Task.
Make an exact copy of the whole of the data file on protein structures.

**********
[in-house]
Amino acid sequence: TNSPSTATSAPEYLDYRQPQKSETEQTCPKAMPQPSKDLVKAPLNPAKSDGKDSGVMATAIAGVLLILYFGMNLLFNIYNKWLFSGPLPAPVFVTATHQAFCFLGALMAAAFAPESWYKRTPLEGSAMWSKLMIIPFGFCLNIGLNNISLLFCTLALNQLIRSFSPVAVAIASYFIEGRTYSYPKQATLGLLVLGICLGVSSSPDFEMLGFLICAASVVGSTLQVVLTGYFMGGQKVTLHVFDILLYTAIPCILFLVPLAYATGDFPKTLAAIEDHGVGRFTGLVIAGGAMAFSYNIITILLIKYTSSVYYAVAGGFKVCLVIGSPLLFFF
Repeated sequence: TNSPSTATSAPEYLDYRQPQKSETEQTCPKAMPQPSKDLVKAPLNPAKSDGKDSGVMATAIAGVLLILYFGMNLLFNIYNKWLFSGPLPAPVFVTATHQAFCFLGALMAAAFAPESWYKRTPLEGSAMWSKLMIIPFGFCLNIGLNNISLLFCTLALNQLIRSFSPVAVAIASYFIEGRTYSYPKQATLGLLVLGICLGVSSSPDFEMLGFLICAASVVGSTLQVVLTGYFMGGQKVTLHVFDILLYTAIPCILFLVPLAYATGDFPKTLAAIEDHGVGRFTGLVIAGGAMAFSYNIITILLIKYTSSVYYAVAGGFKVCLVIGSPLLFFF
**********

[in-house]
Amino acid sequence: TNSPSTATSAPEYLDYRQPQKSETEQTCPKAMPQPSKDLVKAPLNPAKSDGKDSGVMATAIAGVLLILYFGMNLLFNIYNKWLFSGPLPAPVFVTATHQAFCFLGALMAAAFAPESWYKRTPLEGSAMWSKLMIIPFGFCLNIGLNNISLLFCTLALNQLIRSFSPVAVAIASYFIEGRTYSYPKQATLGLLVLGICLGVSSSPDFEMLGFLICAASVVGSTLQVVLTGYFMGGQKVTLHVFDILLYTAIPCILFLVPLAYATGDFPKTLAAIEDHGVGRFTGLVIAGGAMAFSYNIITILLIKYTSSVYYAVAGGFKVCLVIGSPLLFFF
Repeated sequence: TNSPSTATSAPEYLDYRQPQKSETEQTCPKAMPQPSKDLVKAPLNPAKSDGKDSGVMATAIAGVLLILYFGMNLLFNIYNKWLFSGPLPAPVFVTATHQAFCFLGALMAAAFAPESWYKRTPLEGSAMWSKLMIIPFGFCLNIGLNNISLLFCTLALNQLIRSFSPVAVAIASYFIEGRTYSYPKQATLGLLVLGICLGVSSSPDFEMLGFLICAASVVGSTLQVVLTGYFMGGQKVTLHVFDILLYTAIPCILFLVPLAYATGDFPKTLAAIEDHGVGRFTGLVIAGGAMAFSYNIITILLIKYTSSVYYAVAGGFKVCLVIGSPLLFFF